Wednesday, November 11, 2009

The Life of a Missioner in Korea

After ordination, for one year, I work on development work for the society and did a lot of visiting of parishes in an effort to introduce Maryknoll . I was not a very successful promoter but by far most of the encounters with pastors were very pleasant and helpful.

In order to help me get acquainted and to break the awkwardness of doing something with which I was not familiar I would usually start by asking questions. One of the questions to a pastor was: "Father what have you learned over the years that would help a newly ordained priest?"
One priest very quickly told me: "Father buy a chair and sit in it and when your ass gets bigger buy another, and sit." I was certainly stupefied by the answer. I can still remember the parish in which this happened, and have thought of the occasion many times. It was the response of one who must have been hurt much during his years . It has remained with me and has proved that this attitude towards life is possible.

Cyncism is a very unattractive flaw and the older we get a possible response to what we hear and see. Living in Korea and being in pastoral work for many years this response would be rather forced and not natural. The Korean Christians are very respectful of authority, do we have the Confucian culture to thank for this? There is a great deal of formality but this also oils the wheels of relationships.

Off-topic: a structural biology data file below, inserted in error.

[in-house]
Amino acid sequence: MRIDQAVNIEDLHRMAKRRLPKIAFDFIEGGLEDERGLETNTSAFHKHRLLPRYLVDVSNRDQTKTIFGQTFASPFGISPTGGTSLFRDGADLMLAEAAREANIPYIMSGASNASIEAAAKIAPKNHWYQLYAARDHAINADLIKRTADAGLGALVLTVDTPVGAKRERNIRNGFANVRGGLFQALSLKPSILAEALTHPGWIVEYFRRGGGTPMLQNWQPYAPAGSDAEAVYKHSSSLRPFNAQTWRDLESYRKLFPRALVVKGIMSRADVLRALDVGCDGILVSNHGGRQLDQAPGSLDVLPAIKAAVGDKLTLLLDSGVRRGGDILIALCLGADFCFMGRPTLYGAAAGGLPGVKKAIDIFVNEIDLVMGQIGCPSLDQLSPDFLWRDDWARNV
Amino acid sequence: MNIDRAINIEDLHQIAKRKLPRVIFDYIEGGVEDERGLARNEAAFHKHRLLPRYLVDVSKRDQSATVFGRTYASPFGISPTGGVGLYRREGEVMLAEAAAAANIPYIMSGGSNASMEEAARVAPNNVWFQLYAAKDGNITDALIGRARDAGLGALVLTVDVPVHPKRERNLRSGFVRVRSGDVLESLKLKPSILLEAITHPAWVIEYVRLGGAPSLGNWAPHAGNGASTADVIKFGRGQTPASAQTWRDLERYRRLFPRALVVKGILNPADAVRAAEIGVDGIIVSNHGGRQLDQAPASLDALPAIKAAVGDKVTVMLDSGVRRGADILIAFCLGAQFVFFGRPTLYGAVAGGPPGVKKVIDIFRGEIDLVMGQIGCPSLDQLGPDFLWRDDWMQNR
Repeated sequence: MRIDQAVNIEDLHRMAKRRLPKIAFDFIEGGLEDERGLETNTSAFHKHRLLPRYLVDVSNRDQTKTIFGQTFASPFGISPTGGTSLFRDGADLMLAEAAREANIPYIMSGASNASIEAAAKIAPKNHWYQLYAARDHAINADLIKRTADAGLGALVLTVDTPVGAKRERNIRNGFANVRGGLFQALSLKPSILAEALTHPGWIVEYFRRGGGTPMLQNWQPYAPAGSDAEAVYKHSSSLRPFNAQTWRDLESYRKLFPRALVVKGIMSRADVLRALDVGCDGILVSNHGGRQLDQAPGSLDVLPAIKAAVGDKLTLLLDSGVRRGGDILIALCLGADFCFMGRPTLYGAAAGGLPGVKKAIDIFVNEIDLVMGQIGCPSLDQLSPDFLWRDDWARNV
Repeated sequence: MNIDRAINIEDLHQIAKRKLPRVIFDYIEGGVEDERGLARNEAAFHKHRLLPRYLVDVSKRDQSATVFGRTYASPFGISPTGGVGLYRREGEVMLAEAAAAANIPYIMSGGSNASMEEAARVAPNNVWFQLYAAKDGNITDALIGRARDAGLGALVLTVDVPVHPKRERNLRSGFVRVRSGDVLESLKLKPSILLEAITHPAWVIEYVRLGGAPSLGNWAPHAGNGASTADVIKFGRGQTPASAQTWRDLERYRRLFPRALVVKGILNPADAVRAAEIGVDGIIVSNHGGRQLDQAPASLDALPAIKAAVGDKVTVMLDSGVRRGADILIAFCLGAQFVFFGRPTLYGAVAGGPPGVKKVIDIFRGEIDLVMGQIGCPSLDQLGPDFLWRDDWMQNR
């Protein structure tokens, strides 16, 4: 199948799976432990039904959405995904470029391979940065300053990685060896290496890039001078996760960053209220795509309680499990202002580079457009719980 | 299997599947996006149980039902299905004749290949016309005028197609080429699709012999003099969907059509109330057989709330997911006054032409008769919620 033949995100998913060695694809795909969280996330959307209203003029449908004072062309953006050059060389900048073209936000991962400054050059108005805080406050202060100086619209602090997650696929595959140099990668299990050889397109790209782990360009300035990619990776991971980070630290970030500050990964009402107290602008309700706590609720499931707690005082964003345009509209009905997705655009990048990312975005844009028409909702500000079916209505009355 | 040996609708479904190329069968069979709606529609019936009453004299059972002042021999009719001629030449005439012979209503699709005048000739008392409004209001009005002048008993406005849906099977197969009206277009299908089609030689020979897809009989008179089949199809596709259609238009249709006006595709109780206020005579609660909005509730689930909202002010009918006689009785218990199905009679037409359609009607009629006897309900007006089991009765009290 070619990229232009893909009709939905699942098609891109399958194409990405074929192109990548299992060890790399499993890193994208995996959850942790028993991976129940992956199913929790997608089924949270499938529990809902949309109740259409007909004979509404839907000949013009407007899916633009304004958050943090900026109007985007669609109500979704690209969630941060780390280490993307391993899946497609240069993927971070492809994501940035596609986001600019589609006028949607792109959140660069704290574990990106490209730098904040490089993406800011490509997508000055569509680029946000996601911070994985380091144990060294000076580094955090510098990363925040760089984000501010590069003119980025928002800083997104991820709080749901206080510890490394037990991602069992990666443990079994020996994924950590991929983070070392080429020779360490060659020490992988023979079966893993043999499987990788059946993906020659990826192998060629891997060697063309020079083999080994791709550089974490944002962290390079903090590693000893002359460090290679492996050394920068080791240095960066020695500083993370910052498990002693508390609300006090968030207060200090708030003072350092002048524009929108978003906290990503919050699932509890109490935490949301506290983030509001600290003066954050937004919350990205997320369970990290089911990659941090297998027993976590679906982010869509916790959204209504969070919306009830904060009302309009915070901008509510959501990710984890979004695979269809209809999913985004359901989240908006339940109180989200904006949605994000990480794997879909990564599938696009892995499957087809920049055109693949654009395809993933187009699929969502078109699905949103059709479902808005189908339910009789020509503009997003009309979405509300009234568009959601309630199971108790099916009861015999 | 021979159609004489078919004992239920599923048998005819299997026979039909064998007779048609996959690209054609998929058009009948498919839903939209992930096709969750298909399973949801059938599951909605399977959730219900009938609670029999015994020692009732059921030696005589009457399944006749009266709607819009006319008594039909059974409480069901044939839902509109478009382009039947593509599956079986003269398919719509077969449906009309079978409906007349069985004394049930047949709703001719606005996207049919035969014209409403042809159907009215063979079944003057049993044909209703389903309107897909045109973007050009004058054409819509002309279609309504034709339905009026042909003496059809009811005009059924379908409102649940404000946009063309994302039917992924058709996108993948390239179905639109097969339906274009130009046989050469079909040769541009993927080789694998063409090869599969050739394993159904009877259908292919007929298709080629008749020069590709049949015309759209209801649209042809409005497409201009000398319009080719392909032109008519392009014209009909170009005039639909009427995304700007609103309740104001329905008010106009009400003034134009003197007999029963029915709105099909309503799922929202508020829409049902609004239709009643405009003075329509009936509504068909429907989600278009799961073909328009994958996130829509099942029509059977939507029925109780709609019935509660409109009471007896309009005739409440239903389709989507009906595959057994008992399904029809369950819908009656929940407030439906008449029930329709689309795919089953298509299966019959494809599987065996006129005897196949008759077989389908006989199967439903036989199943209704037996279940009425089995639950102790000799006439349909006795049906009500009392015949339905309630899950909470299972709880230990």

We know how to react to others. Koreans who are members of a community are extremely respectful of those who are leading the community. There is always a gift when some one comes to visit. I just heard today that those who wear black even during a famine never go hungry and never pay the bill when invited out, there is also a third. I suppose that we have those who can become cynical even in this society but I do not think that it is an easy step for a missioner. The Korean Catholics do have a tendency to spoil their priests, not very helpful for a follower of Jesus. Our Maryknoll Bishop here in Inchon for many years use to remind us that "we came to Korea to do good and we did very well. "


  1. Nice piece, Father! As an Asian living in the West, I can relate to this.